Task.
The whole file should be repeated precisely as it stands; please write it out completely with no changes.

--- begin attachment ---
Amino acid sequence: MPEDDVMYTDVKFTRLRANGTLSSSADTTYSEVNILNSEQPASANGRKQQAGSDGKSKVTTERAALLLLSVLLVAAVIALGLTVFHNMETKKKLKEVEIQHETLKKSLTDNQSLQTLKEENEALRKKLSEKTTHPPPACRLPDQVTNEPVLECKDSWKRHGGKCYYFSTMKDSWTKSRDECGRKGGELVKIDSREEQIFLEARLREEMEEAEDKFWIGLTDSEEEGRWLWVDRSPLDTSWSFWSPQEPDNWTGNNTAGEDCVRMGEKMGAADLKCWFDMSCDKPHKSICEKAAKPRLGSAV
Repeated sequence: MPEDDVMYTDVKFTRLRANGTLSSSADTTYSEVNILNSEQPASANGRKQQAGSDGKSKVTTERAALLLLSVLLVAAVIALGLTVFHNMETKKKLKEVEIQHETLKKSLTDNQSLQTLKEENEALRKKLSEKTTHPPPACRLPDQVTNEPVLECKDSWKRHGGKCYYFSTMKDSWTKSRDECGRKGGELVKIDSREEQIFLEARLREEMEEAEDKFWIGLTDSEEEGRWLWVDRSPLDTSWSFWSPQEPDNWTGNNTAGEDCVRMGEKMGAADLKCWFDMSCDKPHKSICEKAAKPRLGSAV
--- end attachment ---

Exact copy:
Amino acid sequence: MPEDDVMYTDVKFTRLRANGTLSSSADTTYSEVNILNSEQPASANGRKQQAGSDGKSKVTTERAALLLLSVLLVAAVIALGLTVFHNMETKKKLKEVEIQHETLKKSLTDNQSLQTLKEENEALRKKLSEKTTHPPPACRLPDQVTNEPVLECKDSWKRHGGKCYYFSTMKDSWTKSRDECGRKGGELVKIDSREEQIFLEARLREEMEEAEDKFWIGLTDSEEEGRWLWVDRSPLDTSWSFWSPQEPDNWTGNNTAGEDCVRMGEKMGAADLKCWFDMSCDKPHKSICEKAAKPRLGSAV
Repeated sequence: MPEDDVMYTDVKFTRLRANGTLSSSADTTYSEVNILNSEQPASANGRKQQAGSDGKSKVTTERAALLLLSVLLVAAVIALGLTVFHNMETKKKLKEVEIQHETLKKSLTDNQSLQTLKEENEALRKKLSEKTTHPPPACRLPDQVTNEPVLECKDSWKRHGGKCYYFSTMKDSWTKSRDECGRKGGELVKIDSREEQIFLEARLREEMEEAEDKFWIGLTDSEEEGRWLWVDRSPLDTSWSFWSPQEPDNWTGNNTAGEDCVRMGEKMGAADLKCWFDMSCDKPHKSICEKAAKPRLGSAV